What are the health consequences when the Lap-Band - an implanted weight-loss device - deteriorates? Will aging Lap-Bands cause serious health problems? And does implanting a Lap-Band actually improve a person’s health?
The Network asked these questions last year when the Food and Drug Administration (FDA) was considering expanded use of the Lap-Band, an implanted weight loss device intended for long-term use, based on just three years of data. Unfortunately the agency didn't require Allergan, the Lap-Band’s manufacturer, to answer the questions before it approved an expanded use of the device.
That expansion more than doubled the size of the market, potentially exposing millions more women to the risks of Lap-Band surgery. And now, a recent study has proved that the Network’s concerns about long-term safety and effectiveness were right on target!
The study, published in the Archives of Surgery, examined outcomes for people who had Lap-Bands implanted for longer than the people in the studies the FDA considered – sometimes as long as 12 years. To evaluate both safety and effectiveness, the researchers looked at the number of complications and reoperations, as well as the device’s effect on obesity-related health conditions such as hypertension and diabetes. The findings are dramatic:
- almost one in three people experienced band erosion;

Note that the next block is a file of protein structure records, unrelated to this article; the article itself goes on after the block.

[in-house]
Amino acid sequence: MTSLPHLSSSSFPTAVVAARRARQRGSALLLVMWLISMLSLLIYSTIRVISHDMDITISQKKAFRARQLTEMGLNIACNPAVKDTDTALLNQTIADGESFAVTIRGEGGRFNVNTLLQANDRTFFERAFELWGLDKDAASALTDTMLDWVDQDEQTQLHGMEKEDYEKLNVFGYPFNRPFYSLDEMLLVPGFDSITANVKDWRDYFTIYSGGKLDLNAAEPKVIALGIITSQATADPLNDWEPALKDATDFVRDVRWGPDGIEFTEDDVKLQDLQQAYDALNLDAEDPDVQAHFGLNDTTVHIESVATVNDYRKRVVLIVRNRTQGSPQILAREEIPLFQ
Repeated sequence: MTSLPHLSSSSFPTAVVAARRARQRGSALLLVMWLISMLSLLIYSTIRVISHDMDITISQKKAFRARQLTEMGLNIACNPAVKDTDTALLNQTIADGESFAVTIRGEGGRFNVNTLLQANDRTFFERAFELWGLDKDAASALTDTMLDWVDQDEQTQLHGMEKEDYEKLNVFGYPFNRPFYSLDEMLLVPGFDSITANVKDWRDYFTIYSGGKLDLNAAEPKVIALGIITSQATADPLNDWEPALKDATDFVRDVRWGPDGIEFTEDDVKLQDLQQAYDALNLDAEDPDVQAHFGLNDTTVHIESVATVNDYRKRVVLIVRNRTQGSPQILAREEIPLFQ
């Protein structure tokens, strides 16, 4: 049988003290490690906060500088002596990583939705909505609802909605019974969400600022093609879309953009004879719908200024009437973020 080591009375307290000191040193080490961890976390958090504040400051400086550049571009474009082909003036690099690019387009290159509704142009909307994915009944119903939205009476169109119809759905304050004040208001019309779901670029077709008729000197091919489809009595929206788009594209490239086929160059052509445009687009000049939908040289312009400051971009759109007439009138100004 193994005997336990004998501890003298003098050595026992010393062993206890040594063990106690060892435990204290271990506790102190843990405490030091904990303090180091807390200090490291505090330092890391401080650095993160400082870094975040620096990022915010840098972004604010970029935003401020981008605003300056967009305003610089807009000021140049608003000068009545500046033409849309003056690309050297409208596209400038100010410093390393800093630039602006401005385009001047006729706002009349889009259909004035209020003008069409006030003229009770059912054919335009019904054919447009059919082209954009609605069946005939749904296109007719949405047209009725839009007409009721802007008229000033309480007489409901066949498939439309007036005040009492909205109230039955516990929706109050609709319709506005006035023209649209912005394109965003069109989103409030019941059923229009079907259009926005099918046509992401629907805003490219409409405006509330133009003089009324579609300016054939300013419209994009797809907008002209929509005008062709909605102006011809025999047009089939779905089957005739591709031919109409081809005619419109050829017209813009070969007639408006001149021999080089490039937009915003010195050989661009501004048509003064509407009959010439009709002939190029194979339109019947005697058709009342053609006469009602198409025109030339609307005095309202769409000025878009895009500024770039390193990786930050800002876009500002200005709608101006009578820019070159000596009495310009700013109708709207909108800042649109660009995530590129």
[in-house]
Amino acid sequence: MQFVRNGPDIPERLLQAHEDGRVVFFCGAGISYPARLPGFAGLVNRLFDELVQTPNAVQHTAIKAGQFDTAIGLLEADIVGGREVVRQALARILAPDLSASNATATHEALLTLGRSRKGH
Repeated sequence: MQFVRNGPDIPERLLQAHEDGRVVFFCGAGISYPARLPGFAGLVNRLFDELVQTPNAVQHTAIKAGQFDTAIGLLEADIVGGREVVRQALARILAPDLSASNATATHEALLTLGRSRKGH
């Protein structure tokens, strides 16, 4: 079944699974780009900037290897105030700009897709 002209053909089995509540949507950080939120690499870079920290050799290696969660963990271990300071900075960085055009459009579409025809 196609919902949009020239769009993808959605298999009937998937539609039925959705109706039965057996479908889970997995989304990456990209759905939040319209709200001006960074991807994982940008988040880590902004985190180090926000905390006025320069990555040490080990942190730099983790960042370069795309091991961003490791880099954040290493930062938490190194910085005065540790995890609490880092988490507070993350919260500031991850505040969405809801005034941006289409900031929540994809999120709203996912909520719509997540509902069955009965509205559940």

- almost half had to have their bands removed;
- between band removal and band adjustments nearly 60 percent of people had at least one reoperation; and
- the study also found no beneficial effect on high blood pressure and diabetes – health problems that people who undergo weight-loss surgery commonly hope to address.
Even before the study, weight-loss experts suspected there were problems with the Lap-Band – signaled by a drop in use in Europe – but the lead author, a weight-loss surgeon, told The New York Times the results “are worse than we expected.” But while use of the device continues to decrease in Europe, it is on the rise in the United States, fueled by the recent FDA-approved expansion of the market.
In January, we asked you to join us in telling the FDA to reject the expansion of the Lap-Band, but the agency didn’t listen. The new findings give the FDA another chance to do the right thing. At a minimum, this should put an end to Allergan’s pending application to permit use of the device in children as young as 14 years old! But we hope the FDA will do more; it should rescind the approval it granted to expand Lap-Band use and take immediate steps to be sure that every patient considering a Lap-Band is fully informed about the risks of the device revealed by this new research. Finally, the findings lend support to the Network’s position that implanted devices should not be approved without evidence of long-term safety and effectiveness – an approach that we urge the agency to adopt in the future.
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